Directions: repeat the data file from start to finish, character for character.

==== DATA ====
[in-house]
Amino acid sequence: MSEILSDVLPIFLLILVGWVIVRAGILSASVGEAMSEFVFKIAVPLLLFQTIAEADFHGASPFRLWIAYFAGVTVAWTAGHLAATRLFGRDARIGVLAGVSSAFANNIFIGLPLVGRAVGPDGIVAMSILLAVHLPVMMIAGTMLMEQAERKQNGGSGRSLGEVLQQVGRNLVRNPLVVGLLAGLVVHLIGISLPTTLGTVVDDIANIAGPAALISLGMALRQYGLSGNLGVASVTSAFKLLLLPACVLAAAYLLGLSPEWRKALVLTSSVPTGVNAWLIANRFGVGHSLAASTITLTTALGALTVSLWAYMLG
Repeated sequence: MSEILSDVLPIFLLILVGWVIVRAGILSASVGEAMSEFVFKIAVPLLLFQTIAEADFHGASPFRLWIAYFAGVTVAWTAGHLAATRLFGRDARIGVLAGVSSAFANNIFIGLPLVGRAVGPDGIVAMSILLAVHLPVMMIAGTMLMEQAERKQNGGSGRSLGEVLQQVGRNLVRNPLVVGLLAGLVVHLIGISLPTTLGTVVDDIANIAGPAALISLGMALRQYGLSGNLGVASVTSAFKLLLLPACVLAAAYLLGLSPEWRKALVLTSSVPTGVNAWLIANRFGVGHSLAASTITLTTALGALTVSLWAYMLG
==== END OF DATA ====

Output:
[in-house]
Amino acid sequence: MSEILSDVLPIFLLILVGWVIVRAGILSASVGEAMSEFVFKIAVPLLLFQTIAEADFHGASPFRLWIAYFAGVTVAWTAGHLAATRLFGRDARIGVLAGVSSAFANNIFIGLPLVGRAVGPDGIVAMSILLAVHLPVMMIAGTMLMEQAERKQNGGSGRSLGEVLQQVGRNLVRNPLVVGLLAGLVVHLIGISLPTTLGTVVDDIANIAGPAALISLGMALRQYGLSGNLGVASVTSAFKLLLLPACVLAAAYLLGLSPEWRKALVLTSSVPTGVNAWLIANRFGVGHSLAASTITLTTALGALTVSLWAYMLG
Repeated sequence: MSEILSDVLPIFLLILVGWVIVRAGILSASVGEAMSEFVFKIAVPLLLFQTIAEADFHGASPFRLWIAYFAGVTVAWTAGHLAATRLFGRDARIGVLAGVSSAFANNIFIGLPLVGRAVGPDGIVAMSILLAVHLPVMMIAGTMLMEQAERKQNGGSGRSLGEVLQQVGRNLVRNPLVVGLLAGLVVHLIGISLPTTLGTVVDDIANIAGPAALISLGMALRQYGLSGNLGVASVTSAFKLLLLPACVLAAAYLLGLSPEWRKALVLTSSVPTGVNAWLIANRFGVGHSLAASTITLTTALGALTVSLWAYMLG